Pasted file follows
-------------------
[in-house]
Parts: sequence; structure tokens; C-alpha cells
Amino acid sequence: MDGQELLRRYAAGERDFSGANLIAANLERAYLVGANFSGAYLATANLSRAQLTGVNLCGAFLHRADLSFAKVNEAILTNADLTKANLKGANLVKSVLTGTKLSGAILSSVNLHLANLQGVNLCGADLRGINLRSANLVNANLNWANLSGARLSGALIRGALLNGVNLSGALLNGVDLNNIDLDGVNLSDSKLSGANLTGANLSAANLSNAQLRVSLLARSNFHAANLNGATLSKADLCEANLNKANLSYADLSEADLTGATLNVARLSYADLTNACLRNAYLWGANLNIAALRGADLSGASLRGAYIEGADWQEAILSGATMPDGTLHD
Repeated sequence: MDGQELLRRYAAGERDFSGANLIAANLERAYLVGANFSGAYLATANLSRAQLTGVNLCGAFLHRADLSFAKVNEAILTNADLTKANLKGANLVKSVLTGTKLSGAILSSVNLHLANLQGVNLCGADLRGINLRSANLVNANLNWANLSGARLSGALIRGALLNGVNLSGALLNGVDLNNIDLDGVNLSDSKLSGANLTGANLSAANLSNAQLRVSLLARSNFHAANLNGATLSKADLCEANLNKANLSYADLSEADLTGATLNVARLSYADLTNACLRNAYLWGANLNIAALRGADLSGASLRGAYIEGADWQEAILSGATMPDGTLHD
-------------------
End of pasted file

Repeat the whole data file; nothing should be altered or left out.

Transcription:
[in-house]
Parts: sequence; structure tokens; C-alpha cells
Amino acid sequence: MDGQELLRRYAAGERDFSGANLIAANLERAYLVGANFSGAYLATANLSRAQLTGVNLCGAFLHRADLSFAKVNEAILTNADLTKANLKGANLVKSVLTGTKLSGAILSSVNLHLANLQGVNLCGADLRGINLRSANLVNANLNWANLSGARLSGALIRGALLNGVNLSGALLNGVDLNNIDLDGVNLSDSKLSGANLTGANLSAANLSNAQLRVSLLARSNFHAANLNGATLSKADLCEANLNKANLSYADLSEADLTGATLNVARLSYADLTNACLRNAYLWGANLNIAALRGADLSGASLRGAYIEGADWQEAILSGATMPDGTLHD
Repeated sequence: MDGQELLRRYAAGERDFSGANLIAANLERAYLVGANFSGAYLATANLSRAQLTGVNLCGAFLHRADLSFAKVNEAILTNADLTKANLKGANLVKSVLTGTKLSGAILSSVNLHLANLQGVNLCGADLRGINLRSANLVNANLNWANLSGARLSGALIRGALLNGVNLSGALLNGVDLNNIDLDGVNLSDSKLSGANLTGANLSAANLSNAQLRVSLLARSNFHAANLNGATLSKADLCEANLNKANLSYADLSEADLTGATLNVARLSYADLTNACLRNAYLWGANLNIAALRGADLSGASLRGAYIEGADWQEAILSGATMPDGTLHD